Thursday, September 11, 2014

Credit Card Payment Tech - Change is coming in 2015

Three new ways of paying by credit card are coming (well, two for our international court friends).  So courts should begin planning for this conversion in 2015.


There are two parts to this story: Near Field Communications (NFC) technology such as the recently announced Apple Pay and the conversion to Chip and PIN cards.

NFC and Apple Pay

The big technology news this week were Apple’s new phone and watch announcements.  But many may have missed their introduction of Apple Pay that allows users of newer iPhones (5s and new 6 models).

Wired Magazine succinctly explains how this works (also see the accompanying photo):
“Instead of a card, Apple Pay uses the iPhone 6, the larger iPhone 6 Plus and the Apple Watch announced today. Want to make a payment? Tap your phone at a retailer’s payment terminal. The phone uses a combination of NFC, Touch ID, and a secure chip called the Secure Element to complete the payment. To add a card, simply snap a pic of it using the iPhone’s camera. After verifying with your bank, the card is added to Passbook. Apple doesn’t store the number, or transfer it to the merchant during a transaction. Instead, it has a device number that’s relayed during payments along with a dynamic security code. If you lose your iPhone, you can use Find My iPhone to suspend payments for that device without having to cancel your credit card.”
And as ComputerWorld points out, “(t)he timing is also good given that retailers have to install new point-sale-systems for chip and PIN technology by October 2015.”  More on this below.

Last on this part of the subject for our programmers out there, the Stripe development environment has announced support for developing Apple Pay enable apps.  For more go to:

Competing NFC Standard

Of course nothing is simple in the “standards” world.  According to a Wall Street Journal article a competing standard has been in development:
“Best Buy and Wal-Mart are instead backing a retailer-owned mobile technology group called Merchant Customer Exchange, which also counts Target Corp. among its members. 
MCX's payment service requires only a software download and can be used on existing iPhones and Android devices, whereas Apple's is only for the latest generation handset.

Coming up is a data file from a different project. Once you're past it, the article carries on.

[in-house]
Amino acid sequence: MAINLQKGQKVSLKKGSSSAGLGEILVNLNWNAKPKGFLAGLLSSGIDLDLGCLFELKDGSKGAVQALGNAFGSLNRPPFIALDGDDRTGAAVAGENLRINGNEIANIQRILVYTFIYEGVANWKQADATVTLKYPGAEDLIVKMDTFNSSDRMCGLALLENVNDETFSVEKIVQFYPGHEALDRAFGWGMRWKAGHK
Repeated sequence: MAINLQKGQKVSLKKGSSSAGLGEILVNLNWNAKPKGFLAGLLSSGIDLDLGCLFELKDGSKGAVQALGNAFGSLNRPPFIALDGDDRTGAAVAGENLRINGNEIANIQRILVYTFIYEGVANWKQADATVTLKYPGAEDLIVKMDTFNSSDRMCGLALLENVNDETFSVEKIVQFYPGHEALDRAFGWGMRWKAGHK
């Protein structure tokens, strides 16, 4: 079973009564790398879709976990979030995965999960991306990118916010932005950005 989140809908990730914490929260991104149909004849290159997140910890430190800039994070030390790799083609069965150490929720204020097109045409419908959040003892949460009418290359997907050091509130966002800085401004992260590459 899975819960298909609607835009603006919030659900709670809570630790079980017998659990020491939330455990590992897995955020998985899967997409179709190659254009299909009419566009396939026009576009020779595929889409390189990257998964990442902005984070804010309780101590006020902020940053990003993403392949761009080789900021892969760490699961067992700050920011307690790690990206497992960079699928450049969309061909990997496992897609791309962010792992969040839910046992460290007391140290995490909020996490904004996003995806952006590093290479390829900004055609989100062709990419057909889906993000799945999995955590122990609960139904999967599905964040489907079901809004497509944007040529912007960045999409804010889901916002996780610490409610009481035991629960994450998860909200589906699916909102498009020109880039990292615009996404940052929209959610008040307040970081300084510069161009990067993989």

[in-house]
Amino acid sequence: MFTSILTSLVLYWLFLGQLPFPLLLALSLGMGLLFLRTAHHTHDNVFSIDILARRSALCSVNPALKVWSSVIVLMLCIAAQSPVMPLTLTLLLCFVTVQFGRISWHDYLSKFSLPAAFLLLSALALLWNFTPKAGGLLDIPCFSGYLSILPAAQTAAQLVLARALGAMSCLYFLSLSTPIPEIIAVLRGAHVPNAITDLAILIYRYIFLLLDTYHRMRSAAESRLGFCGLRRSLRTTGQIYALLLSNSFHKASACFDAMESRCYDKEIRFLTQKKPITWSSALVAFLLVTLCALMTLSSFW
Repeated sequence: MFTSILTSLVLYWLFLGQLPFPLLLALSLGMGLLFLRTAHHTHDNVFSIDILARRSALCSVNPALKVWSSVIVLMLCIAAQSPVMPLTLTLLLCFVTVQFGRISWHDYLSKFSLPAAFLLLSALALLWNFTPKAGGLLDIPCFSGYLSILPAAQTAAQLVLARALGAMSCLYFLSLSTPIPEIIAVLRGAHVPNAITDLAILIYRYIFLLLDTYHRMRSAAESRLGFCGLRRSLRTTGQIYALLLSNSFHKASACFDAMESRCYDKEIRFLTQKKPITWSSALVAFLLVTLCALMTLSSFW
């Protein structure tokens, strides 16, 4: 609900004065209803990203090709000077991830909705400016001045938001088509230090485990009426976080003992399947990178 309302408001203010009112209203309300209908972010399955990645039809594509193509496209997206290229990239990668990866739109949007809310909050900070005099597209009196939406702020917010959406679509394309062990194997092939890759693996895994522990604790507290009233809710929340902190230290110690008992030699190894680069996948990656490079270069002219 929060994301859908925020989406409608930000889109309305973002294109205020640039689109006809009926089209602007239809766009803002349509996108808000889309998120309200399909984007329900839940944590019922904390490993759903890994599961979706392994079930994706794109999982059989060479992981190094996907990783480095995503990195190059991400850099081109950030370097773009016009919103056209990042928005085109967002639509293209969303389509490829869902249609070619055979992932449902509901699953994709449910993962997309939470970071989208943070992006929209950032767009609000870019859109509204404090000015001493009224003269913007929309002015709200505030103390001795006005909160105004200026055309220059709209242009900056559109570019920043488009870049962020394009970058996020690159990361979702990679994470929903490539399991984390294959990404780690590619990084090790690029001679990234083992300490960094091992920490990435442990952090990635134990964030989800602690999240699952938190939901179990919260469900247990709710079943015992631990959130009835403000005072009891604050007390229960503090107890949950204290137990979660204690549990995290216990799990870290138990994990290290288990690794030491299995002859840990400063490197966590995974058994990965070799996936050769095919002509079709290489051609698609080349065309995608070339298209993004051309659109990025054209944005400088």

The group announced the launch of a mobile wallet application called CurrentC, which it said will run as a pilot in certain cities before being rolled out nationally in 2015.”
You can check out the CurretC website for more information.

Chip and PIN Cards (EMV standard)

EMV stands for Europay, MasterCard and Visa, and according to Wikipedia is a “global standard for “inter-operation of integrated circuit cards (IC cards or "chip cards") and IC card capable point of sale (POS) terminals and automated teller machines (ATMs), for authenticating credit and debit card transactions.  See the photo from Wikipedia below* for an example of a credit card with this technology.

 The reason they were dubbed Chip and PIN cards in the UK and Ireland was to explain to the consumer the need to enter a private PIN number (like a debit card at a bank ATM) on the merchant’s card transaction machine after inserting their card to complete the transaction.
As this Fox Business website article explains:
"These new and improved cards are being deployed to improve payment security, making it more difficult for fraudsters to successfully counterfeit cards," says Julie Conroy, research director for retail banking at Aite Group ( , a financial industry research company.  "It's an important step forward." 
For merchants and financial institutions, the switch to EMV means adding new in-store technology and internal processing systems, and complying with new liability rules. For consumers, it means activating new cards and learning new payment processes.”
And as most of you already know, the reasons and urgency for this conversion was revealed by the Target store payment security breach in late 2013.  Target's actions to correct this are explained in this USA Today article:
“Target is already in the process of replacing its store registers to accept chip-and-pin cards as the company brings a renewed commitment to information security after suffering one of the largest data breaches in retail last year. Since the breach, Target sped up its adoption of the technology and committed $100 million to the effort.”
Additional articles on the EMV conversion are listed below:

Bottom line, if you have credit card processing in your courts you will need to convert to Chip and PIN and might as well consider the NFC technology as well when upgrading.

*"American Express EMV card" by American Express - Original publication: American Express forums, Immediate source: American Express forums. Licensed under Fair use of copyrighted material in the context of EMV via Wikipedia -

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